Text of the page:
British photographer Sarah Pickering likes to see stuff burn. So much so that she melted some of her equipment while lingering overlong in the doorway of a burning room while shooting forensic fires at the Fire Service College in Gloucestershire. Sarah Pickering once considered becoming a forensics photographer, but quickly realized she didn’t have the stomach for it. Fortunately for us, Pickering explored her fascination through other routes. The first photo here was made at the Fire Service College and documents a forensics training exercise. The sets, called burn units, are meticulously constructed inside shipping containers, and planned according to a narrative that points to the cause of the conflagration. The fire investigators must uncover the cause afterwards, by clues left in the ashes. In the case of the first photograph here, the cause of the fire was a cigarette.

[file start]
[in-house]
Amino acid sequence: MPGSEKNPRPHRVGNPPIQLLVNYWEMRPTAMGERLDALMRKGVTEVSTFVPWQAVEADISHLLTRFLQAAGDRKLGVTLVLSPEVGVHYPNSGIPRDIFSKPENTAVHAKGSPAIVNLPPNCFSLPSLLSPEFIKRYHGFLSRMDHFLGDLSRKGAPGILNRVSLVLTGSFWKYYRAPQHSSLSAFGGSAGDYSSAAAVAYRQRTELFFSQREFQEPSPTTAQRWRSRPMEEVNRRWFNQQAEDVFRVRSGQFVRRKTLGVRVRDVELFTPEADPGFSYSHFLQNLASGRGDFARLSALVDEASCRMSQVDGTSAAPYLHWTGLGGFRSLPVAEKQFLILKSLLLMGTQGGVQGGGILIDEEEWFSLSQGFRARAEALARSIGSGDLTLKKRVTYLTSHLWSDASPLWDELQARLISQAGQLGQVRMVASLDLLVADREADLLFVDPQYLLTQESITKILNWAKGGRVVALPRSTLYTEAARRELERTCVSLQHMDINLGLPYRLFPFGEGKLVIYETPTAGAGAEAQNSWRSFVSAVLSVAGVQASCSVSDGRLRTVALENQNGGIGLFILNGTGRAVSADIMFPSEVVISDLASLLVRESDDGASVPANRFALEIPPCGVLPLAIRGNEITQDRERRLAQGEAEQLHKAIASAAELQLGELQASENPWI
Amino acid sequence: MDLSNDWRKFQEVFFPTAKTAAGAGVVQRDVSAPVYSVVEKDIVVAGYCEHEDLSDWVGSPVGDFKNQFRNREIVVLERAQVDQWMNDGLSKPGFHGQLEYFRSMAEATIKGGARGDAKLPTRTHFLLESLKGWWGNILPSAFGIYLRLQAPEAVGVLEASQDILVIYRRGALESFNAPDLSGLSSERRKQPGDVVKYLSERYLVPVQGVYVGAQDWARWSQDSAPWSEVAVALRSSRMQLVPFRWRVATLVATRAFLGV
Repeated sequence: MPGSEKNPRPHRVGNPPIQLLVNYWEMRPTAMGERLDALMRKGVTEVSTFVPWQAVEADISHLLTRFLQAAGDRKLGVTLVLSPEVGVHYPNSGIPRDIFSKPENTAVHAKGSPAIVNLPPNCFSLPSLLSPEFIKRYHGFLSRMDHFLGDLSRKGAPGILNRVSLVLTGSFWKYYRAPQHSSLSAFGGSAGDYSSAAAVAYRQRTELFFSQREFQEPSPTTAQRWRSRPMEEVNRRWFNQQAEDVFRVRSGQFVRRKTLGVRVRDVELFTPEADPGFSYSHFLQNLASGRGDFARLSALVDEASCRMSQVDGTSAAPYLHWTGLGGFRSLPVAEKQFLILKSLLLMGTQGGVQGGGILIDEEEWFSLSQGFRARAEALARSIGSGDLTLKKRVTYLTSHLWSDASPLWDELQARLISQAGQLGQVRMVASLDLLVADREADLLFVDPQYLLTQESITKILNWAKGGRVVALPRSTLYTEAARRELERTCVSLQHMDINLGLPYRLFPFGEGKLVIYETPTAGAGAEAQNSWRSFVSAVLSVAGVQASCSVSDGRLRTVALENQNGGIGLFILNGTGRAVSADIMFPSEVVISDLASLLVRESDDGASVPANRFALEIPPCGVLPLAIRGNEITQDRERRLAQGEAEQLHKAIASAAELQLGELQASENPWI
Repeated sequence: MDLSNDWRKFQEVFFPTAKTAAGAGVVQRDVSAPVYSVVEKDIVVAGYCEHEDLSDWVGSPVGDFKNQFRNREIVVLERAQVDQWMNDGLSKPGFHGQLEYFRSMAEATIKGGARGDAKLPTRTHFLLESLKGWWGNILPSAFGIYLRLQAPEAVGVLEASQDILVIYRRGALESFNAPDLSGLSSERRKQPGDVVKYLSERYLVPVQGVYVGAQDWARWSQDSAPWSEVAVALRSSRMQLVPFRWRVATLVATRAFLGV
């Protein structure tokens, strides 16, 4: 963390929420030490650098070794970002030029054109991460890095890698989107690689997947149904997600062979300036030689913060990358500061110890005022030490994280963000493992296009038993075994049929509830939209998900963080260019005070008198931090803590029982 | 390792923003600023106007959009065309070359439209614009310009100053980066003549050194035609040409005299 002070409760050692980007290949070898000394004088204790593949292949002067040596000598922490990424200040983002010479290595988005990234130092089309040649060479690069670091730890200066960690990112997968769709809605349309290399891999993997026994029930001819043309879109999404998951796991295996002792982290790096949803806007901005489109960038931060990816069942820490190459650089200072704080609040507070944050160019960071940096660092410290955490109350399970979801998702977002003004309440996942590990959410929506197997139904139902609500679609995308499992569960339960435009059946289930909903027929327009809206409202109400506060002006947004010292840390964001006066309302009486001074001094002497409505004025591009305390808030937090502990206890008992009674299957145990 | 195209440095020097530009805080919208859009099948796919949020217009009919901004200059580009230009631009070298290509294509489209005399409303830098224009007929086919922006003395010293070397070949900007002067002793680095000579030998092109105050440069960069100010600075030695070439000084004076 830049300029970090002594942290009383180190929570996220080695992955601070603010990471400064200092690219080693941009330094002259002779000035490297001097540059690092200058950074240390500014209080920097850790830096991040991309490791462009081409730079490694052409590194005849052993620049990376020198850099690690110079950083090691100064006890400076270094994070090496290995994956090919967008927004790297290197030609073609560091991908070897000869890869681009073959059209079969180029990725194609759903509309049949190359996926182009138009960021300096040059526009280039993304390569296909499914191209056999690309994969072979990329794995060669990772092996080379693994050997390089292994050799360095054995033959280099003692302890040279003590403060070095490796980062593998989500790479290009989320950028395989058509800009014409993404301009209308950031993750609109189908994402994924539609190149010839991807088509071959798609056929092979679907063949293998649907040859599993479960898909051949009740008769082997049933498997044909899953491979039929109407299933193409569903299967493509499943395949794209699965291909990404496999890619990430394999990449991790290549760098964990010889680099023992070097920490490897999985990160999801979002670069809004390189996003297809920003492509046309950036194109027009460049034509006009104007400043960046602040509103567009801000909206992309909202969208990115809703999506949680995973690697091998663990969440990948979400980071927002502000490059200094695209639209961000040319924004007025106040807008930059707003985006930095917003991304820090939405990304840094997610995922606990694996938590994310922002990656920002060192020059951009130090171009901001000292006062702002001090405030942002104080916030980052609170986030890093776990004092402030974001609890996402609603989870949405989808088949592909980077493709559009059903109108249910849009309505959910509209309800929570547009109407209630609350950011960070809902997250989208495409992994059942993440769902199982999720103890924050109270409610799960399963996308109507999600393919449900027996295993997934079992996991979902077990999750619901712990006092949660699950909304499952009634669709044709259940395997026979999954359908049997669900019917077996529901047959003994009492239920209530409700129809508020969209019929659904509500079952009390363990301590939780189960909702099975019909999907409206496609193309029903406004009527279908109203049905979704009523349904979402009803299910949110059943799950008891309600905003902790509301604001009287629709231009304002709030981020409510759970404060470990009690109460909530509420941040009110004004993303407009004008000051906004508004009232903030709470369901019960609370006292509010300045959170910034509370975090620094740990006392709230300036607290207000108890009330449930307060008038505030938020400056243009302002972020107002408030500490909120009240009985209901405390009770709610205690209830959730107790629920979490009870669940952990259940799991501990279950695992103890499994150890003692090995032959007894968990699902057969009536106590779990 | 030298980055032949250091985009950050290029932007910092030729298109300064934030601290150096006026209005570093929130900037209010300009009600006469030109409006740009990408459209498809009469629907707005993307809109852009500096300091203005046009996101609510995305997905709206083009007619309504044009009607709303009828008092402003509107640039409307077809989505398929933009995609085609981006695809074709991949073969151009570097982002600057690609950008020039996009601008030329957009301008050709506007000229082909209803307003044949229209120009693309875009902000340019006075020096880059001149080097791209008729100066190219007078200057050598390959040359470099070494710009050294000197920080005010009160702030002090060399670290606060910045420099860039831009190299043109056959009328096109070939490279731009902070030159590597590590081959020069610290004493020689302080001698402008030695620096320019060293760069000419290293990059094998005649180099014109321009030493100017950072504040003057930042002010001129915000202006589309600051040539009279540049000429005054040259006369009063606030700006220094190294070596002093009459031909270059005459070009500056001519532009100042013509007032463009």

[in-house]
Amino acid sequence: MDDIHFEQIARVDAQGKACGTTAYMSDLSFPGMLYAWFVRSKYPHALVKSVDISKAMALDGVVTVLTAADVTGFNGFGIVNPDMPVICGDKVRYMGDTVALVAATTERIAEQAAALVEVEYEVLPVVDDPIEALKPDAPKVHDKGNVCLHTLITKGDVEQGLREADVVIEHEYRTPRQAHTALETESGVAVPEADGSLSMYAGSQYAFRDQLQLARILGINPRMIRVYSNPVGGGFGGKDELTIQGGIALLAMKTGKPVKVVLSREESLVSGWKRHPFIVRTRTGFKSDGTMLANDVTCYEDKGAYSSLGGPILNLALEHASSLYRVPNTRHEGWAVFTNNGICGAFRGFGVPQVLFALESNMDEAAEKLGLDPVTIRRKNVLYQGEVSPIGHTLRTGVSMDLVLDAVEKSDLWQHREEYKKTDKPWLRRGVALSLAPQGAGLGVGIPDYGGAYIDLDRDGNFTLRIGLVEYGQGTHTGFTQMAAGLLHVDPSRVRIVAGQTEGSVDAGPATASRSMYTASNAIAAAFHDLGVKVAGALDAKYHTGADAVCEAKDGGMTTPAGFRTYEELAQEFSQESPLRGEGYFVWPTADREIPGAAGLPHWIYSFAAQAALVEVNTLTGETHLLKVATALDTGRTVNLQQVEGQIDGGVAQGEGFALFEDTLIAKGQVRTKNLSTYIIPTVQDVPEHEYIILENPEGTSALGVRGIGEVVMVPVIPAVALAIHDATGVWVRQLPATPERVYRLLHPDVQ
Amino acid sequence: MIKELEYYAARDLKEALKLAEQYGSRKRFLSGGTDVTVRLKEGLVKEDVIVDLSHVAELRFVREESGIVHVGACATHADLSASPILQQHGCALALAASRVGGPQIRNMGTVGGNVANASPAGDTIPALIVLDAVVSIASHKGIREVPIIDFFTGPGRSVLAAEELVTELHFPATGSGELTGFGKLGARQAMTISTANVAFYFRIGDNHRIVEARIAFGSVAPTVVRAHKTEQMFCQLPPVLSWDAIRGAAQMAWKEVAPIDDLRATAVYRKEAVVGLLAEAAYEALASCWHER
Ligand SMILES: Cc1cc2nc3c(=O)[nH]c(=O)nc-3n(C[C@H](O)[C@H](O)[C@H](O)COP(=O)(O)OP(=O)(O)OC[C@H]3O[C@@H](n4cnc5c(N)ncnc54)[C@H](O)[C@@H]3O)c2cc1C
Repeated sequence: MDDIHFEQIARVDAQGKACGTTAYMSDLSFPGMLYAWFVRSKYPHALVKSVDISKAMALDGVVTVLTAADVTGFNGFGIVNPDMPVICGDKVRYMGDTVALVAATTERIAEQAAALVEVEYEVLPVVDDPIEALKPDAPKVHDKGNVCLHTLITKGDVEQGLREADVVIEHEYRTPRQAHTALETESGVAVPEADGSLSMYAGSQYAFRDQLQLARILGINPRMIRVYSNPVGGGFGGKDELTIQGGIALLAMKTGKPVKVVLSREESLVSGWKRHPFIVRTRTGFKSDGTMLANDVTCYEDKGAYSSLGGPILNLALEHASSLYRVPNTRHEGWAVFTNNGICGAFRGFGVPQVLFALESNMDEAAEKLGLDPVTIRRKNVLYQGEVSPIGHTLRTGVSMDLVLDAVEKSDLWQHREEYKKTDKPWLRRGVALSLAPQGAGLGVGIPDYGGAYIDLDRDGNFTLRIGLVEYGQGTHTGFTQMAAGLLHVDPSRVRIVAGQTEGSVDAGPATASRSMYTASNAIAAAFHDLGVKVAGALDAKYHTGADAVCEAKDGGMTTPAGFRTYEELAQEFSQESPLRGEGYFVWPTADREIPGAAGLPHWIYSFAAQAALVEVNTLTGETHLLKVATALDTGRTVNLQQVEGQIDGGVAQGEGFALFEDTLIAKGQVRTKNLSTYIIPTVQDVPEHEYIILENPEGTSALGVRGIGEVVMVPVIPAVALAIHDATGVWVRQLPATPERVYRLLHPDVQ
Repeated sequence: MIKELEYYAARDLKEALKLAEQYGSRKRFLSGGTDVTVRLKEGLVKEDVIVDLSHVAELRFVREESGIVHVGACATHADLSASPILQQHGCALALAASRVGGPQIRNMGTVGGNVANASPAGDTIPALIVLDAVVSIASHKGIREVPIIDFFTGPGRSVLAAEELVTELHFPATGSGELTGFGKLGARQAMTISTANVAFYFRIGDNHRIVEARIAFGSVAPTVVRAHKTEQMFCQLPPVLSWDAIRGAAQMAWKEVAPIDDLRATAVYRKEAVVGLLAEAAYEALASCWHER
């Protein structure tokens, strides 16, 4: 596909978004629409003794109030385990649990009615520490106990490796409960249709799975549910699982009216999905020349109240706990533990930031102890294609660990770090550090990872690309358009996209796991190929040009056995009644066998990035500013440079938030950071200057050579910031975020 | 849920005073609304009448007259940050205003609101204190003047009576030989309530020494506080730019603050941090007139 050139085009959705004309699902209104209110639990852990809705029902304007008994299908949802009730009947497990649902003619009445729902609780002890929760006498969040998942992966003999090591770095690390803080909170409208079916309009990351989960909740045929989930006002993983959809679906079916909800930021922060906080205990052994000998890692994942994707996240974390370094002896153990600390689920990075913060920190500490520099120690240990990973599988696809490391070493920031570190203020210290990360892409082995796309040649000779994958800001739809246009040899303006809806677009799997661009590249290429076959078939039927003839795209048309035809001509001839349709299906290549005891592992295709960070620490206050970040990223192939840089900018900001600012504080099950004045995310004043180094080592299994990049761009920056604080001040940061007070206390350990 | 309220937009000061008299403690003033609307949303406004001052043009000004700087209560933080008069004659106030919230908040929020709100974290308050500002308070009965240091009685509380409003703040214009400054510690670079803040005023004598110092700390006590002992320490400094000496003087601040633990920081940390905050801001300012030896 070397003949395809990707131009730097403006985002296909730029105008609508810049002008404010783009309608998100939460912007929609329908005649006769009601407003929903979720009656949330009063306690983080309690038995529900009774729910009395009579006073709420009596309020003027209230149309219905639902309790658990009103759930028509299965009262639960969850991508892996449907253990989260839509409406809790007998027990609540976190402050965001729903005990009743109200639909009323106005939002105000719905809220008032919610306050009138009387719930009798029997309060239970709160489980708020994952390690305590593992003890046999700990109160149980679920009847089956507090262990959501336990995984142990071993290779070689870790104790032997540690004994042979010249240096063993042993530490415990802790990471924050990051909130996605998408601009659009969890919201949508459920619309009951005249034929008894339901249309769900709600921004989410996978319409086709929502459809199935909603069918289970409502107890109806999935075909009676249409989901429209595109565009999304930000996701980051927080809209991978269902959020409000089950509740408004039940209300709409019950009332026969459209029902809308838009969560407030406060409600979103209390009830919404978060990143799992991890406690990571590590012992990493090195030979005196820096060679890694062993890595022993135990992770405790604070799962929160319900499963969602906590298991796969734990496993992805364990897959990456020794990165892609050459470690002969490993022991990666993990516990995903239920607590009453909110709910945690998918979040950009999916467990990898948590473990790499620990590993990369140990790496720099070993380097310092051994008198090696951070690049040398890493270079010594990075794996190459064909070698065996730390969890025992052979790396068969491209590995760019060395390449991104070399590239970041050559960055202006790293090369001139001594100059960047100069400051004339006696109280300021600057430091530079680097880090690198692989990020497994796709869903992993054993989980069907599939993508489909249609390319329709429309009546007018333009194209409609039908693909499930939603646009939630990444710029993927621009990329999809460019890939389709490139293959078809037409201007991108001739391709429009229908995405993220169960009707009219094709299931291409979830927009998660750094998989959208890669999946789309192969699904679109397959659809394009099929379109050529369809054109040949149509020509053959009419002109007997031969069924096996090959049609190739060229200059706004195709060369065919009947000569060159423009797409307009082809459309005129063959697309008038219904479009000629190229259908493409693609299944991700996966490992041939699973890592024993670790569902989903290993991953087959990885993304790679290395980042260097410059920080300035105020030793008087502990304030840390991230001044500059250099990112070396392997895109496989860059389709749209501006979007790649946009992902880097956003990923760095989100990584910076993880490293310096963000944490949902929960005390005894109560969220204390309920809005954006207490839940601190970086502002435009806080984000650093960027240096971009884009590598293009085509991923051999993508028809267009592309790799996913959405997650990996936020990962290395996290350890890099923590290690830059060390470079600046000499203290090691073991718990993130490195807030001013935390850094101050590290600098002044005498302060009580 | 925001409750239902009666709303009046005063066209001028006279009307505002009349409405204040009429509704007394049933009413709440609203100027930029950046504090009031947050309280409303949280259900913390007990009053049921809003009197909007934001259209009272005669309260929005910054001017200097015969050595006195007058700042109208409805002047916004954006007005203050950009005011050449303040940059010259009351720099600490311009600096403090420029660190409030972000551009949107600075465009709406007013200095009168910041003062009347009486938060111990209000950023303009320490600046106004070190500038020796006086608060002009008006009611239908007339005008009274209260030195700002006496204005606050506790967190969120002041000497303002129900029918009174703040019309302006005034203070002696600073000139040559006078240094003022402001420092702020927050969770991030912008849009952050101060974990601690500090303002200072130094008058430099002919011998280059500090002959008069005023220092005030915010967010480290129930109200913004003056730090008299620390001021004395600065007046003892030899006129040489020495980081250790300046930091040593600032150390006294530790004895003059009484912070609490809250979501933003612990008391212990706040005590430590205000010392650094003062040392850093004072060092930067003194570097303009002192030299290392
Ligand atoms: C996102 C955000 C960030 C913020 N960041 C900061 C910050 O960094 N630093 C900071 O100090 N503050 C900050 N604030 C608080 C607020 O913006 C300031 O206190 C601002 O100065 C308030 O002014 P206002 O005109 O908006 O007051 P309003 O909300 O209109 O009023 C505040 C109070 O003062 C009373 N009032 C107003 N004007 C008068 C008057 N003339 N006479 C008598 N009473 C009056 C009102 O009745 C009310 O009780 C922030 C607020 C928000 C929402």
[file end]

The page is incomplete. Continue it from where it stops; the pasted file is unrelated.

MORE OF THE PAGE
The following explosion photographs were made during “shopping trips” in Kent and Lincolnshire where bombs and other devices were set off for groups of potential buyers from the military and police. Sarah shot the explosions relatively slowly, at ¼ of a second. This allowed for recording the trajectory of the explosions, but meant that she had to rely on her intuition and experience to time the exposures to the silence following the countdown and before the blast.
All images here are from the new book of Sarah Pickering’s photographs from Aperture, “Explosions, Fires and Public Order.” Sarah Pickering is also currently having an exhibit at the Museum of Contemporary Photography in Chicago.
Images courtesy Aperture